According to KPMG Australia's Mining Risk Forecast 2020/21, climate change and natural disasters and commodity price risk were both named by 46% of respondents as the top concern.
Commodity price risk was named as the top concern in the global edition of the survey, launched in March.
"Price and currency hedging, together with cashflow management practices, will be critical business risk management mechanisms to curb downside risk of price volatility," KPMG partner and mining risk specialist Caron Sugars said.
Other major concerns were for Australian miners were a global trade war, economic downturn, and regulatory and compliance change burden.
The survey of mining company leaders was conducted in January, before COVID-19 had been declared a global pandemic.
"Profound change has occurred since then and responding to the challenges of a global pandemic has driven the mining sector's immediate planning, decision making, and risk mitigation actions," Sugars said.
In Australia, Sugars said COVID-19 had impacted the mental health of the mining workforce, while there had been challenges in managing mining supplier and liquidity risk.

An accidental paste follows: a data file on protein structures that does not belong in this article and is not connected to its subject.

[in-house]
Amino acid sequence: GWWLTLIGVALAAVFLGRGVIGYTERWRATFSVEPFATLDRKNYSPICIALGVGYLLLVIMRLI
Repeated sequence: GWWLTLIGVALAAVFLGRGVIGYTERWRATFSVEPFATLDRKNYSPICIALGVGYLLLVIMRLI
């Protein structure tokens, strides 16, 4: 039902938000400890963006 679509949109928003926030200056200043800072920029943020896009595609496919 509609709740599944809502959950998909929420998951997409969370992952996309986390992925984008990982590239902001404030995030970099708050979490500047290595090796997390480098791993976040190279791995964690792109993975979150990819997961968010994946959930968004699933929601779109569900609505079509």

Sugars said the Australian mining sector was now at a transition point.
"Miners must closely monitor and manage the ongoing health crisis presented by COVID-19, but mining executives must also continue their focus on the medium to long-term," she said.
KPMG global and Australian mining sector leader Trevor Hart said many companies had established a "COVID rhythm" and the focus was now on the future.
"In addition, we believe commodity prices will be volatile for the foreseeable future as COVID and geopolitical impacts reverberate through global commodity demand and supply," he said.
"COVID-19 has demonstrated the value of operational agility and accurate real-time information for leaders. This is also about addressing supply chain risk to ensure security of supply. We have seen that ability in the quick response of miners in managing potential choke points and building optionality across the chain."
The survey found only 12% saw technology disruption as a risk, with 85% viewing it as an opportunity.
"Fortunately, at the same time that environmental, social and governance (ESG) and other non-financial risks are attracting more focus, technology is rising to the challenge to support organisations and boards in understanding these risks proactively," Sugars said.
"This must remain true throughout the period of COVID challenges and beyond."